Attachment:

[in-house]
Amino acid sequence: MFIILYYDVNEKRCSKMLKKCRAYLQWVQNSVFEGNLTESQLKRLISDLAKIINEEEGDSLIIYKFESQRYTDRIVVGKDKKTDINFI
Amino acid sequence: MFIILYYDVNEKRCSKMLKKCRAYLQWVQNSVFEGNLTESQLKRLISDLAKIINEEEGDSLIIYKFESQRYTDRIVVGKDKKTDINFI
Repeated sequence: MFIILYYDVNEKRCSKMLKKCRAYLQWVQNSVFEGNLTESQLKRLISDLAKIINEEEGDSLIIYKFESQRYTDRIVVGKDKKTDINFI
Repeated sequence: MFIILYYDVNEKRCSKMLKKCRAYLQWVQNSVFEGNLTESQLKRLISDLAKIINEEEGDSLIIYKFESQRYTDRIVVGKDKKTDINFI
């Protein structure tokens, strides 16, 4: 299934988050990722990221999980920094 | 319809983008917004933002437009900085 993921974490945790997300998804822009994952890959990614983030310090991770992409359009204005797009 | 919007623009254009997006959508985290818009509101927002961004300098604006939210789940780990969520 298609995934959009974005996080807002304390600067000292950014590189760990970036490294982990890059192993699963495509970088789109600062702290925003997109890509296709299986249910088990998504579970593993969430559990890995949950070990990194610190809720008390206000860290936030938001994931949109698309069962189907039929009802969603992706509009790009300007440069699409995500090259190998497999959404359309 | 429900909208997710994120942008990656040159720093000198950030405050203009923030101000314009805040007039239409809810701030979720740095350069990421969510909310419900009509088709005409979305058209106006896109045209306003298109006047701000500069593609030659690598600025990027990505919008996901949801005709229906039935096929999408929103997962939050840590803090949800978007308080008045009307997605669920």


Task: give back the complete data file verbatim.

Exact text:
[in-house]
Amino acid sequence: MFIILYYDVNEKRCSKMLKKCRAYLQWVQNSVFEGNLTESQLKRLISDLAKIINEEEGDSLIIYKFESQRYTDRIVVGKDKKTDINFI
Amino acid sequence: MFIILYYDVNEKRCSKMLKKCRAYLQWVQNSVFEGNLTESQLKRLISDLAKIINEEEGDSLIIYKFESQRYTDRIVVGKDKKTDINFI
Repeated sequence: MFIILYYDVNEKRCSKMLKKCRAYLQWVQNSVFEGNLTESQLKRLISDLAKIINEEEGDSLIIYKFESQRYTDRIVVGKDKKTDINFI
Repeated sequence: MFIILYYDVNEKRCSKMLKKCRAYLQWVQNSVFEGNLTESQLKRLISDLAKIINEEEGDSLIIYKFESQRYTDRIVVGKDKKTDINFI
């Protein structure tokens, strides 16, 4: 299934988050990722990221999980920094 | 319809983008917004933002437009900085 993921974490945790997300998804822009994952890959990614983030310090991770992409359009204005797009 | 919007623009254009997006959508985290818009509101927002961004300098604006939210789940780990969520 298609995934959009974005996080807002304390600067000292950014590189760990970036490294982990890059192993699963495509970088789109600062702290925003997109890509296709299986249910088990998504579970593993969430559990890995949950070990990194610190809720008390206000860290936030938001994931949109698309069962189907039929009802969603992706509009790009300007440069699409995500090259190998497999959404359309 | 429900909208997710994120942008990656040159720093000198950030405050203009923030101000314009805040007039239409809810701030979720740095350069990421969510909310419900009509088709005409979305058209106006896109045209306003298109006047701000500069593609030659690598600025990027990505919008996901949801005709229906039935096929999408929103997962939050840590803090949800978007308080008045009307997605669920």